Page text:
The optical and mechanical properties of silicon and silica glass make the silicon-on-insulator material system a platform natural for photonics and challenging for phononics. High index-contrast enables index-guiding in silicon waveguides on glass, but silicon's relative stiffness and high sound velocity hampers analogous efforts to ``index-guide'' acoustic waves. Waveguide geometry plays fundamentally different roles in the dispersion of mechanical and optical waves, enabling radiation-free waveguiding in high aspect-ratio cantilevers defined in silicon. We fabricate silicon fins, here 80 nm wide in 340 nm SOI, that exhibit low-loss mechanical resonances at 600-700 MHz.
We present designs, numerical studies, and the first measurements of release-free optomechanical “fin cavities” in 340 nm SOI. The dispersion of flexural fin mechanical modes is readily engineered by variation of the fin's width. TE and TM optical cavities at telecom frequencies are made with an adjoined nanobeam. Nanobeam geometry independently influences the optics decoupling optical and mechanical design problems. Optical and mechanical modes can be colocalized with a simple cavity where a parabolically curved fin is placed near a photonic crystal waveguide. We simulate and measure optical and mechanical spectra of these devices. Optomechanical interaction rates ranging from low kHz to 500 kHz for the fin cavities are demonstrated. Furthermore, by analyzing the interaction rates we identify the different optical modes of these structures. The demonstrated SOI fin cavities create new opportunities for quantum optomechanical sensing in a truly CMOS-compatible setting.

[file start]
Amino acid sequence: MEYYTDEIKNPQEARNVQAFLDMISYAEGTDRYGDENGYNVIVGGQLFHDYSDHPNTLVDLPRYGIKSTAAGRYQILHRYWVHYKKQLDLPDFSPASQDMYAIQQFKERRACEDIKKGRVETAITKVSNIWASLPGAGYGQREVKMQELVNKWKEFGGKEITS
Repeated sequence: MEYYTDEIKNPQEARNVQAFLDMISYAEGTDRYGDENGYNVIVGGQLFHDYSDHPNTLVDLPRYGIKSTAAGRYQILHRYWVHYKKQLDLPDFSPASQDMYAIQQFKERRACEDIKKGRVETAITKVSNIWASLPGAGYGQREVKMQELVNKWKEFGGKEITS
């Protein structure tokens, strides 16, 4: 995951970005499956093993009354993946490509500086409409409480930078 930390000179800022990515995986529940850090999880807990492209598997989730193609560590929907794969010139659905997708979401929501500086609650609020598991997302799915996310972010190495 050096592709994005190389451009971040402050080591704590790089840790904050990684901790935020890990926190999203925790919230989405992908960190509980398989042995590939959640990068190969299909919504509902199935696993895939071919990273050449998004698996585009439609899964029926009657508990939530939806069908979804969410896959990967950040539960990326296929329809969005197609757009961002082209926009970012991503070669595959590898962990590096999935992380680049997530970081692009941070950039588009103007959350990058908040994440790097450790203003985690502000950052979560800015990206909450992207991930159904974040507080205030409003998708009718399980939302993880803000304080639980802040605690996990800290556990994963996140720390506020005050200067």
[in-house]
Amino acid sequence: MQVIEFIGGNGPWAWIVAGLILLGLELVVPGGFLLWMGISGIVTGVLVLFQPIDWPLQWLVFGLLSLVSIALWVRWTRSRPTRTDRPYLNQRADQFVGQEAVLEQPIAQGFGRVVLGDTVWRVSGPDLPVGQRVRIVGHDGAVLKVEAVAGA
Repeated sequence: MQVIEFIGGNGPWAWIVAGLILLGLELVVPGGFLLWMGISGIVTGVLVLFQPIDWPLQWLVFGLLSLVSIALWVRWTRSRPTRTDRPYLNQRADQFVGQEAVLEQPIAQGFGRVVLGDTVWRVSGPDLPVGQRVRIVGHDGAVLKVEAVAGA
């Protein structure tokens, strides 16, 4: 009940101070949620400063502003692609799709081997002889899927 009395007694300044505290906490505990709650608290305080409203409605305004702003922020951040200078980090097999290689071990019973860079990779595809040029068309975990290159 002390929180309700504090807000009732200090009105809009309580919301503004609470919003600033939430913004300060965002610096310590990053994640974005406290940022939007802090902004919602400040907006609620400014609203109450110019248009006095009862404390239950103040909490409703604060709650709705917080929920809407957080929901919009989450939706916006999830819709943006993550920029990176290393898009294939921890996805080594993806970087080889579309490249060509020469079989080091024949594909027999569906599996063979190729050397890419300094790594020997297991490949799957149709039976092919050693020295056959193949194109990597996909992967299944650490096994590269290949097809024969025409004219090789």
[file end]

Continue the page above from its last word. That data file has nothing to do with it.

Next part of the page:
Christopher J. Sarabalis, Jeff T. Hill, and Amir H. Safavi-Naeini, "Cavity optomechanics in silicon-on-insulator (Conference Presentation)," Proc. SPIE 10112, Photonic and Phononic Properties of Engineered Nanostructures VII, 101121Y (Presented at SPIE OPTO: February 03, 2017; Published: 28 April 2017); https://doi.org/10.1117/12.2253180.5395679929001.
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